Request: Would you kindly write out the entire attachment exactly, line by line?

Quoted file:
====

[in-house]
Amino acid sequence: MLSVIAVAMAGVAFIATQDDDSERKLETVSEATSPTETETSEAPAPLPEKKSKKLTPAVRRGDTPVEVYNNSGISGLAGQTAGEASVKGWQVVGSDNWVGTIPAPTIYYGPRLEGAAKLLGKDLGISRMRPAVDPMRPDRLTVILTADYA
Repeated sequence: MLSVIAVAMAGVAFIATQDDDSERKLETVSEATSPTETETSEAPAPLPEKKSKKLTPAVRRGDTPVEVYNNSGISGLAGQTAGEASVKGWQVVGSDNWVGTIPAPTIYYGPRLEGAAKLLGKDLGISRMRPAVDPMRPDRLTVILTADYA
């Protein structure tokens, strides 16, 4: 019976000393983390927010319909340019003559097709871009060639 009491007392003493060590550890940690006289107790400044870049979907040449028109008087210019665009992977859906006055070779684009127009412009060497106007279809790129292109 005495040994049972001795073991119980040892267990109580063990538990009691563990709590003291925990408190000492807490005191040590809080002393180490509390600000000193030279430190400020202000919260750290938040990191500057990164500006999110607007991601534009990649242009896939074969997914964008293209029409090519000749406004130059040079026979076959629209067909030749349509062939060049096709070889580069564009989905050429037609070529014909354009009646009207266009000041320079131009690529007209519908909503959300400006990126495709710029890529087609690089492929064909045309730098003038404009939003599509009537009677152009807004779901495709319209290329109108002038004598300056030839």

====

[in-house]
Amino acid sequence: MLSVIAVAMAGVAFIATQDDDSERKLETVSEATSPTETETSEAPAPLPEKKSKKLTPAVRRGDTPVEVYNNSGISGLAGQTAGEASVKGWQVVGSDNWVGTIPAPTIYYGPRLEGAAKLLGKDLGISRMRPAVDPMRPDRLTVILTADYA
Repeated sequence: MLSVIAVAMAGVAFIATQDDDSERKLETVSEATSPTETETSEAPAPLPEKKSKKLTPAVRRGDTPVEVYNNSGISGLAGQTAGEASVKGWQVVGSDNWVGTIPAPTIYYGPRLEGAAKLLGKDLGISRMRPAVDPMRPDRLTVILTADYA
């Protein structure tokens, strides 16, 4: 019976000393983390927010319909340019003559097709871009060639 009491007392003493060590550890940690006289107790400044870049979907040449028109008087210019665009992977859906006055070779684009127009412009060497106007279809790129292109 005495040994049972001795073991119980040892267990109580063990538990009691563990709590003291925990408190000492807490005191040590809080002393180490509390600000000193030279430190400020202000919260750290938040990191500057990164500006999110607007991601534009990649242009896939074969997914964008293209029409090519000749406004130059040079026979076959629209067909030749349509062939060049096709070889580069564009989905050429037609070529014909354009009646009207266009000041320079131009690529007209519908909503959300400006990126495709710029890529087609690089492929064909045309730098003038404009939003599509009537009677152009807004779901495709319209290329109108002038004598300056030839």